Another Christmas has come and gone. This time of the year always feels a little melancholy to me, not so much because of the holiday itself, but because of the calendar. I love that chunk of the year between Labor Day and New Year’s Eve, and I hate January-May. That’s just the dead-zone part of the year with the only notable event being paying taxes. Blech. So when Christmas arrives it always reminds me that we’re about to enter the dark months.
Christmas also makes me remember being a kid and having parents and grandparents and a live Christmas tree surrounded by lots of presents and very little responsibility (at least for me, I’m sure my parents didn’t feel nearly as carefree when they looked at that tree). Kids don’t know how good they have it!
My way of keeping Christmas is pretty simple: I read A Christmas Carol to try to remember the spirit of Christmas. I’m not at all religious so the holiday, to me, has nothing to do with Christ. But it has to do with a time of year when people used to be generous, forgiving and kind to each other. If fear of some higher-power was what caused them to be like that, then fine. I never cared WHY it was like that, I just appreciated that it was.
Then I watch A Christmas Story because it reminds me of the few Christmases I got to enjoy with my father, who I remember being as gruff and blustery as the Old Man in the movie. Now mind you I wasn’t a kid in the 40s (when the movie takes place), I’m not THAT old, but the 40s are closer to the 60s than the 60s are to today, and I was a kid in the 60s.
Anyway, on to the recap, such that it is. I didn’t really play too much. It just feels a little weird playing a game where you’re trying to stealth kill 25 dudes with a combat knife (one of the Tomb Raider trophies I’ve been trying for) on Christmas. 🙂 I did download and enjoy demos of both Gravity Rush 2 and NieR: Automata, both on PS4.
NieR in particular surprised me. It’s basically a hack & slasher where you’re fighting robots, but it goes from a 3D game to a 2d side-scroller to and overhead brawler and back again, constantly changing, but doing so seamlessly so you kind of run in and out of dimensions as you play. I was really enjoying myself until I got to a boss battle; the combat up to then felt fluid and impactful and very satisfying. Then the boss battle just kind of frustrated me, as boss battles are designed to do. I tell you what, if the demo had stopped before that boss battle I probably would’ve pre-ordered it, so I’m glad it didn’t.
I also bought a bundle of a bunch of Telltale Walking Dead games and 7 Days to Die. Thanks to the holiday sale the bundle was $12 or $13. I started Episode 1 of The Walking Dead, which I’ve done many times on many systems. I made it farther than I usually do but adventure games just piss me off. In this one I got to a point where I needed to get past a locked door to get some medicine for a character who is dying. So, y’know, it’s kind of urgent. The only way to get through this door is to find a key. “Sorry dying dude, yes I could kick this door open but y’know, that wouldn’t be proper. Keep dying while I find the key.” So dumb.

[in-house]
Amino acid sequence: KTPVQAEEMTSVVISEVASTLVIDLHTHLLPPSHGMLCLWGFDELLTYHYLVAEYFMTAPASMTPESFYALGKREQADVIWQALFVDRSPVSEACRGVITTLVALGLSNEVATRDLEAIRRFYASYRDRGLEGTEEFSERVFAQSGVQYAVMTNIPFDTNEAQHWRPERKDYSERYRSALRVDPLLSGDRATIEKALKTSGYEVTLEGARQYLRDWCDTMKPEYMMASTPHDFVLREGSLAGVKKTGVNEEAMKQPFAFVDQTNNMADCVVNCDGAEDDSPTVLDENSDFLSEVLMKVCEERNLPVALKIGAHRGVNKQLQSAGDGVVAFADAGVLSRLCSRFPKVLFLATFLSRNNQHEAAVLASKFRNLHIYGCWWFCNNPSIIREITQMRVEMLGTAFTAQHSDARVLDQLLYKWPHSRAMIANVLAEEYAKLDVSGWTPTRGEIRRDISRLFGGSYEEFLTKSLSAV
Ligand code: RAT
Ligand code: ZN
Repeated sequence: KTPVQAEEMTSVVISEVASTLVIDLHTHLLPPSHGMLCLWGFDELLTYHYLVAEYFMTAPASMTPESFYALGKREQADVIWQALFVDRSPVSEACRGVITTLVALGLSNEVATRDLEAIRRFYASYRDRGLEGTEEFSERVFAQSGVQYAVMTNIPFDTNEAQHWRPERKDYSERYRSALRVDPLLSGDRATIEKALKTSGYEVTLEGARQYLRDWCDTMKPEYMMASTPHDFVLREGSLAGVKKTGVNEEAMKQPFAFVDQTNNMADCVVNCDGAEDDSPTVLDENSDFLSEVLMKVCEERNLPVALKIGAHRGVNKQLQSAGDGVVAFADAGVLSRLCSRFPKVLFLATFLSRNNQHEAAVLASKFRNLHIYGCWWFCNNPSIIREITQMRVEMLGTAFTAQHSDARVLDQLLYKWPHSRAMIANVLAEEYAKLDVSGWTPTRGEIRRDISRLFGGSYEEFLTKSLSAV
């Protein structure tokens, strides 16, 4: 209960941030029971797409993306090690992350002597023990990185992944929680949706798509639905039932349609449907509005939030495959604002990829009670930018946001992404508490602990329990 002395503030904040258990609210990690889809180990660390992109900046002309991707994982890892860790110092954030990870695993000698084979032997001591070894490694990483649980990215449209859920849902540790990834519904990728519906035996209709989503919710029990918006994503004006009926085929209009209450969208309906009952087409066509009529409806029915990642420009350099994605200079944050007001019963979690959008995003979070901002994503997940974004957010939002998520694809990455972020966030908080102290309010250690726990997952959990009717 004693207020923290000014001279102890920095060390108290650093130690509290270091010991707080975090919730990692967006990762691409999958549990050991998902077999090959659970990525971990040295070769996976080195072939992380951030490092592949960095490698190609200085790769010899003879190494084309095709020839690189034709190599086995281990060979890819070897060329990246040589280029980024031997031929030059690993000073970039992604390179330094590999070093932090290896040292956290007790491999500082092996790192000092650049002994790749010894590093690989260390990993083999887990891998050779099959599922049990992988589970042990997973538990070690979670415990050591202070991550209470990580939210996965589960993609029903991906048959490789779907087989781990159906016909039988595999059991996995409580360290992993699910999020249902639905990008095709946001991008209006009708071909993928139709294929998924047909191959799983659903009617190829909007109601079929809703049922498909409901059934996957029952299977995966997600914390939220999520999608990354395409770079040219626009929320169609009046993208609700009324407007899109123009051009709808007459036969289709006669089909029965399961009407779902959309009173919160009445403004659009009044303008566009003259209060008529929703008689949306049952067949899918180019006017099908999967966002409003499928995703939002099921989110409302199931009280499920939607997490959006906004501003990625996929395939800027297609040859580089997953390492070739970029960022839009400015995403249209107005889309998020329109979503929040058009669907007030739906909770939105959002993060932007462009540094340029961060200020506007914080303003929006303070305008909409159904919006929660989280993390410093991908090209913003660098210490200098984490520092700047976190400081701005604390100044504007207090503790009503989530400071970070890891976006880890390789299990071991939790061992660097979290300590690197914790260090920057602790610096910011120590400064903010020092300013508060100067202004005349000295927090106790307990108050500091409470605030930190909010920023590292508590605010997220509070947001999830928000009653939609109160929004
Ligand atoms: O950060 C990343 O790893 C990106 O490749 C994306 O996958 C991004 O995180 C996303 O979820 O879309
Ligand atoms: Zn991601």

I finally googled how to get the key after I’d spent 10 minutes growing more and more frustrated and irritated looking around and around the environment. Turns out there’s like 5 steps you have to do to get the key and they involve leaving the building (and the dying dude) to go rescue someone else and then running hither and yon and finally you get the key far from where the door is.
I don’t know how you’d figure out this puzzle. No, correction. The way to “solve” this puzzle is to suspend your sense of reason and logic. You accept that this is a video game and the dying guy will not actually die, so you just ignore him and forge on with what the game wants you to do, because this isn’t real, it’s a game. You need to apply game logic because you’re playing a game and games are inherently stupid.
And that was the end of my time with The Walking Dead. I hate when a game forces you to act like a gamer instead of letting you kind of exist inside the fiction of the game world. I don’t want to be constantly reminded that this isn’t real, it’s a video game. I don’t know why, as an artist, you’d create a game that screams “It’s just a stupid game” at the player.
My friend Tipa says she doesn’t play single player games anymore because (I’m paraphrasing and hopefully won’t twist her words too much) the only point of them is to press the buttons that the developer wants you to press when they want you to press them. I never really got that until right now. Don’t think about solving the puzzle. Think about what the game designer wants you to do.
Anyway enough hating on The Walking Dead since I know a ton of people love it. I actually was enjoying the dialog stuff and had it been basically a ‘choose your own adventure’ non-game I probably would’ve enjoyed it. Like Firewatch, for example.
Anyway, other than the above I keep on picking away at Rise of the Tomb Raider trophies. I got the 100% trophy finally (finish the story, do all the sidequests and challenges, find all the collectibles) and now I’m working on odd stuff like the Bacon trophy (kill a boar with a molotov cocktail) and cheerful holiday tasks like taking out 5 enemies with one poison gas arrow. 🙂
I think today I may go back to Far Cry Primal. Or maybe give FF XV another try. We’ll see.